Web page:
Diversification wasn’t the only lesson the Walts took from their walkout experience. From that point on, they included the staff in the workings of the business. “We got our staff more invested in our policies, and we opened our books to them,” recalls Walt, who now employs a staff of 170. “Now they understand the business in the bigger picture, and that knowledge gives them a feeling of power.”
Walt finds that marketing strategies are no more difficult with multiple locations. “If I run a promotion, it’s a promotion for four stores, not one,” he notes. Furthermore, the demands of a multiple-salon business make you sharper. You have no choice but to stay on your toes.
“In a single location, it may take six months to realize that you’re not doing so well,” Walt explains. “With multiple salons, you’re watching your numbers so closely that you know immediately. You’re responsible for so many livelihoods; you tend to make tougher decisions, because they affect more people.”
In fact, Walt maintains that it actually can be easier to run four salons than one. How is that possible? When you have four salons, you’re forced to loosen your micromanagement grip. Good managers and proven systems free your time and diminish your stress, even as you’re multiplying your presence.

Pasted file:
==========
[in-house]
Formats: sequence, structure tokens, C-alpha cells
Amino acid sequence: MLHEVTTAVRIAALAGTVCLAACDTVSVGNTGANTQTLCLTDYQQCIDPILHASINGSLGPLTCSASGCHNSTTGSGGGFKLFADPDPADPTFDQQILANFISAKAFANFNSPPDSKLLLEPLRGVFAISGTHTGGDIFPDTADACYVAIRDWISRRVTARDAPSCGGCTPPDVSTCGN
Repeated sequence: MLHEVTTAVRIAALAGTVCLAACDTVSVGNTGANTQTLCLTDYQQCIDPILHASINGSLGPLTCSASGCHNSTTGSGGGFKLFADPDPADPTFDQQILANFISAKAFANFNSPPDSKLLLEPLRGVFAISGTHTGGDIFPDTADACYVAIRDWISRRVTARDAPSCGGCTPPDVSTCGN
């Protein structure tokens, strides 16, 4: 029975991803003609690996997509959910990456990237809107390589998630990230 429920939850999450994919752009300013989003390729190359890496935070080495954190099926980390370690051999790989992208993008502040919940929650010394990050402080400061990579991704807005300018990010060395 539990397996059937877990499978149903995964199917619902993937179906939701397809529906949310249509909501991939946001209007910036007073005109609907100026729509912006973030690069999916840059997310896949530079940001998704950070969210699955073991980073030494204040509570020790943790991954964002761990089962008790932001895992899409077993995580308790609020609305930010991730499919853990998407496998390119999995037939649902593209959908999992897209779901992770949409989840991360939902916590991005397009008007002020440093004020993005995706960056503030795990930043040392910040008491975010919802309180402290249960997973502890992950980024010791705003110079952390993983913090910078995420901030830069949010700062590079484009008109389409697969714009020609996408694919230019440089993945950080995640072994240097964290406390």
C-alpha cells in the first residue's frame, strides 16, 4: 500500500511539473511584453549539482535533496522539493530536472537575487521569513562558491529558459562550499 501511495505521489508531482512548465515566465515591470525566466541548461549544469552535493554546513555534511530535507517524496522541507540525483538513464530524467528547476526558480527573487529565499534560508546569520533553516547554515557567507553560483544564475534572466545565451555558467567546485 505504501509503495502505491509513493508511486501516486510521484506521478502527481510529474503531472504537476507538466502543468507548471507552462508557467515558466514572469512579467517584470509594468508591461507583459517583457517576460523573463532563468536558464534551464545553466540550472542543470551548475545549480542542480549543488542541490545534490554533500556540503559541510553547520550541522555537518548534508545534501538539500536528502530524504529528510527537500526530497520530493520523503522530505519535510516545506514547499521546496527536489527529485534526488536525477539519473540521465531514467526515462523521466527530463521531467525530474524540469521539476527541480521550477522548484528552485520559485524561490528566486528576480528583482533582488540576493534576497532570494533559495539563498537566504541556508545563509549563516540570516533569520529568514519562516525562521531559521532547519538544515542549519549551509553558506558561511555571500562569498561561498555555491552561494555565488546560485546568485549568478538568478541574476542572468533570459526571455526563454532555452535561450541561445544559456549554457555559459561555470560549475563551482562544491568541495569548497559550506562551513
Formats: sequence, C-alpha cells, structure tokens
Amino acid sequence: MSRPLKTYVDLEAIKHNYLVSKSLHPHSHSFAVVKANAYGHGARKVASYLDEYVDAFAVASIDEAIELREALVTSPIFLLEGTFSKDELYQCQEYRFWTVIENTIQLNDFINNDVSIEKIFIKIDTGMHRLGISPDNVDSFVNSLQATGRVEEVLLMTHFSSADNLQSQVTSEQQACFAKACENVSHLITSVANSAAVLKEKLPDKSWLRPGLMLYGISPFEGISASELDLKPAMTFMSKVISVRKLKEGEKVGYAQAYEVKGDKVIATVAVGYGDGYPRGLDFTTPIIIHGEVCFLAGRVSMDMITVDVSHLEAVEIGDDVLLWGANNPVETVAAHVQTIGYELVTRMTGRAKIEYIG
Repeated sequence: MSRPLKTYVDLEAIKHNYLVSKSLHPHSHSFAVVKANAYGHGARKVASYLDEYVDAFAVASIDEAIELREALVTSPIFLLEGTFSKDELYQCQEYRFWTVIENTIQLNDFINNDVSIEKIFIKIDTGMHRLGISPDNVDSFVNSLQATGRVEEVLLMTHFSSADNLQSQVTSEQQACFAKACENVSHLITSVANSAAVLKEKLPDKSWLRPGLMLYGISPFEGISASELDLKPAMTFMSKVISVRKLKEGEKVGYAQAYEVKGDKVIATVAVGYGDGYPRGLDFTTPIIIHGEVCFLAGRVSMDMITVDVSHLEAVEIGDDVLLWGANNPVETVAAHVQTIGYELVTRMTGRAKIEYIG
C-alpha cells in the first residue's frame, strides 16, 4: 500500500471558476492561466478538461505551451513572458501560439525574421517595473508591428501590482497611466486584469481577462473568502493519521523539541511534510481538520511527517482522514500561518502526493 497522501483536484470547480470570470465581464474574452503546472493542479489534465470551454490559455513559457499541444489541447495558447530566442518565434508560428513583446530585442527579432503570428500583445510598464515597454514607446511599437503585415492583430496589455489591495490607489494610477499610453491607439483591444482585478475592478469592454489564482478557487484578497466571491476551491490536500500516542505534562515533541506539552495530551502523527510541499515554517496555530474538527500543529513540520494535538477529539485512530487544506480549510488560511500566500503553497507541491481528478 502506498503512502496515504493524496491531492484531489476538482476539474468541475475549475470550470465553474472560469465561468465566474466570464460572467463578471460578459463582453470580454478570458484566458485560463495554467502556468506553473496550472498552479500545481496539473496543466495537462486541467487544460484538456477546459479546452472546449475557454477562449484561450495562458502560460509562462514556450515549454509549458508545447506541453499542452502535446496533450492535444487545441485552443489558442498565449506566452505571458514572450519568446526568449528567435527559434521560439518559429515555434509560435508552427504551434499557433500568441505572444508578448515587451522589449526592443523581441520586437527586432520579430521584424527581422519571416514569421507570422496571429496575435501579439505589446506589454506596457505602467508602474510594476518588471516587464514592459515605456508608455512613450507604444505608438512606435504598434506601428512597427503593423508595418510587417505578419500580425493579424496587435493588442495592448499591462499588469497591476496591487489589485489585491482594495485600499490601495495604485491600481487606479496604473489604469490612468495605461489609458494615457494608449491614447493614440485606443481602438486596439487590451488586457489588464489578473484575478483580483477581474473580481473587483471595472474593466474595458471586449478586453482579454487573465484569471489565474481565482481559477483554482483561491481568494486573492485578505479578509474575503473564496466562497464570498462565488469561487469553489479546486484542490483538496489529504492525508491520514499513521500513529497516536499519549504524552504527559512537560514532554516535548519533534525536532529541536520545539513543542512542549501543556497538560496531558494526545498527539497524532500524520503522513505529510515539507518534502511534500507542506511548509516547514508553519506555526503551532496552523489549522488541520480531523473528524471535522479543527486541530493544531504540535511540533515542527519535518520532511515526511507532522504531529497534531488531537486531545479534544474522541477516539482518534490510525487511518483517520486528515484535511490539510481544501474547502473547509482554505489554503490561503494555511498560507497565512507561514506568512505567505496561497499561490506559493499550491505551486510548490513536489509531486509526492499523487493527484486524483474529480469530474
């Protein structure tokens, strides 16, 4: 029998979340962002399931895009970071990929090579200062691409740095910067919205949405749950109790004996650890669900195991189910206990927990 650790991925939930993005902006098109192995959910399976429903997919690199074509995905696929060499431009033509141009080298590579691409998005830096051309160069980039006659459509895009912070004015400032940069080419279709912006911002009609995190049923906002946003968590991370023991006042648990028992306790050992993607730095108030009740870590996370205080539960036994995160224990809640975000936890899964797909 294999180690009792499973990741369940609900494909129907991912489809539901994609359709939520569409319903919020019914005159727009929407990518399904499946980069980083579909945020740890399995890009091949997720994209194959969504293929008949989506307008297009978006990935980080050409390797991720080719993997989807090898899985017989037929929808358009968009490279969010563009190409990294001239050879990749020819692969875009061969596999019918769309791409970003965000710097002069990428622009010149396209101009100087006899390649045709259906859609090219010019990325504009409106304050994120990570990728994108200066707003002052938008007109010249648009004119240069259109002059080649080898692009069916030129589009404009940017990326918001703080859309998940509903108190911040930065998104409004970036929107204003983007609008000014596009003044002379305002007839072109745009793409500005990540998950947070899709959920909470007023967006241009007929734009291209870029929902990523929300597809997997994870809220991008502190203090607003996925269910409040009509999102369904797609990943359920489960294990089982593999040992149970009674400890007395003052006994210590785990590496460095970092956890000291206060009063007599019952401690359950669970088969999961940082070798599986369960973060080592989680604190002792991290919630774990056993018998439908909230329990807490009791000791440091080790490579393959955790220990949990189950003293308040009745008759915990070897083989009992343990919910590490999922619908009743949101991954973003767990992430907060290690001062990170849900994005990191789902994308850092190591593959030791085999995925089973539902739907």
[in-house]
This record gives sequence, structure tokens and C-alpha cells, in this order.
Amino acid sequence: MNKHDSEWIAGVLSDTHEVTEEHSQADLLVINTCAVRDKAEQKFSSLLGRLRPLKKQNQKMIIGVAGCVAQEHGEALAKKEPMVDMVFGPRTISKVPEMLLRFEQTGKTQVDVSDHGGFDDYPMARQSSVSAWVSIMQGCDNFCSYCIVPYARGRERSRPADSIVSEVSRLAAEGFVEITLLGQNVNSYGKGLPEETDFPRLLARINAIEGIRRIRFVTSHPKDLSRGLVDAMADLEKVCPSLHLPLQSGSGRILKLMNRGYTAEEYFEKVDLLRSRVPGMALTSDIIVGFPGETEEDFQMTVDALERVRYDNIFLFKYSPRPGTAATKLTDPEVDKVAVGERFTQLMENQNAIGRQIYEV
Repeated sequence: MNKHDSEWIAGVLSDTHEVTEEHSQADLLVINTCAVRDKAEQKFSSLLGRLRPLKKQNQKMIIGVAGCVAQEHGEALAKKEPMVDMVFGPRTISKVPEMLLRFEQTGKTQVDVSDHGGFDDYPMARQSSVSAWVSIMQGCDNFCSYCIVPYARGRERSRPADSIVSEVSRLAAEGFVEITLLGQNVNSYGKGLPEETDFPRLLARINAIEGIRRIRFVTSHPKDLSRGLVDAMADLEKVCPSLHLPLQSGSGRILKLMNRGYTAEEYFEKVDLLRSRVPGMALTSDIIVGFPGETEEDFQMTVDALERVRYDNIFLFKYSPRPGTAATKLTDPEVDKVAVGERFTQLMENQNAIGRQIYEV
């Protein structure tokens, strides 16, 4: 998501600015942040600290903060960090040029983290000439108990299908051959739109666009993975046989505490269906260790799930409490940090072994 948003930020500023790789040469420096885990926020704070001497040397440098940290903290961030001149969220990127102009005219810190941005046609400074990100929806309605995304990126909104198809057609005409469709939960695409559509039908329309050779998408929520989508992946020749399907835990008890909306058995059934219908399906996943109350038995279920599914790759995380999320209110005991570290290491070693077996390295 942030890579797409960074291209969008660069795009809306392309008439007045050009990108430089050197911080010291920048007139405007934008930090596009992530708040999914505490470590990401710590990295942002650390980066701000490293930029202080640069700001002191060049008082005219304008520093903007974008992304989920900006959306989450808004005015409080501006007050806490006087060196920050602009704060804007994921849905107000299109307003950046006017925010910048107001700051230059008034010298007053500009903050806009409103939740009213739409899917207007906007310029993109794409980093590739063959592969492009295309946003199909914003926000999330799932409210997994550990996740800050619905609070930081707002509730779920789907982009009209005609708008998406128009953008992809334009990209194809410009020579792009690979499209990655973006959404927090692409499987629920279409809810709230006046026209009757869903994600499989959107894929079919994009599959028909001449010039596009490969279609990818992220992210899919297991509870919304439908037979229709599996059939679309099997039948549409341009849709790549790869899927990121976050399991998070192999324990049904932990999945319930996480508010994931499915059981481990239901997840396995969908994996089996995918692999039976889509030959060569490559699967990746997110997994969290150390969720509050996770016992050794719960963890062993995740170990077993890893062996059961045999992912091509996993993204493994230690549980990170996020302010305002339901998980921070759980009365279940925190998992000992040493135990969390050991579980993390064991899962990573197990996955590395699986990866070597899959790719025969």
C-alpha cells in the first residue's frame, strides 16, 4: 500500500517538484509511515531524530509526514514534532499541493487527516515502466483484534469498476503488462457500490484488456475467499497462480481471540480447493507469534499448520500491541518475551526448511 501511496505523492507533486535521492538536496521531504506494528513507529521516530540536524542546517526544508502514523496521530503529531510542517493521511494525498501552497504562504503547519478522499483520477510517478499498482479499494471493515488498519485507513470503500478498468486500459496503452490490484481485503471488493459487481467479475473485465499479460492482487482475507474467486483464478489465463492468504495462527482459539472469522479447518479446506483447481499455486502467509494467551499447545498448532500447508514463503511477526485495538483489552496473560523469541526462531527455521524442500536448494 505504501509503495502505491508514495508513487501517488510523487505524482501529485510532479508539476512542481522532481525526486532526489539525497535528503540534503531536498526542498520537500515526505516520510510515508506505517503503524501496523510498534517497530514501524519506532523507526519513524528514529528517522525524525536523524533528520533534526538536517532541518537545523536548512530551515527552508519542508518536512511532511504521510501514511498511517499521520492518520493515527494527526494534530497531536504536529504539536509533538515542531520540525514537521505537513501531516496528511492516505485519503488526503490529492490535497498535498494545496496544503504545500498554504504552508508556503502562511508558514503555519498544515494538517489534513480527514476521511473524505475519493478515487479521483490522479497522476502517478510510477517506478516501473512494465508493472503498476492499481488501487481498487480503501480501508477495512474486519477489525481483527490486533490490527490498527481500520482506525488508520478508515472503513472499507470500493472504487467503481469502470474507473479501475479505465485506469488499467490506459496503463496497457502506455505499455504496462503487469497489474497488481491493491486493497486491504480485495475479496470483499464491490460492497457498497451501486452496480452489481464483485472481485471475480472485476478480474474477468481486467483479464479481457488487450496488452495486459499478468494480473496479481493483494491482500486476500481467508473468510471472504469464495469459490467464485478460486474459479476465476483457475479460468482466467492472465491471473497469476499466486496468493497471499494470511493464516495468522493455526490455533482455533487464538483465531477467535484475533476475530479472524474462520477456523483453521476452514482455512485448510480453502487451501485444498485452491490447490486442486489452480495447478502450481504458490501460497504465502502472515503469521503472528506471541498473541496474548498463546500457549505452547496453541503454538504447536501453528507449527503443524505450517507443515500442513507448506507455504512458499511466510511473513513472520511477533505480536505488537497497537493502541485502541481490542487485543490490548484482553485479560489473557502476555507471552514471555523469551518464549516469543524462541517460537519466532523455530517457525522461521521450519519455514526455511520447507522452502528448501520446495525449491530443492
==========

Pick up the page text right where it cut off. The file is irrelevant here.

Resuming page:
Essential component #1: Leadership
“In our study last year, the number one thing that kept multi-salon owners up at night was their managers,” reports Tom Kuhn, founder of Minneapolis-based Qnity, a beauty industry education company that gathers and shares information on multiple-location salon ownership conducted through its 2 to 10 Project (2to10project.com). “One reason the multi-location model is so different from the typical salon is that you move from having a single location leader to being much more dependent on other people.”
Lisa and Tony Fiorentino identified a unique way to find quality managers to hire. The owners of five Hello Gorgeous salons in New Jersey and another example of the married, technician-manager partnership, the Fiorentinos switched up their business landscape early and often. In their first three years, they enlarged their original salon, added two more and then merged two into one very large salon. At the 10-year mark, they went on a hunting expedition.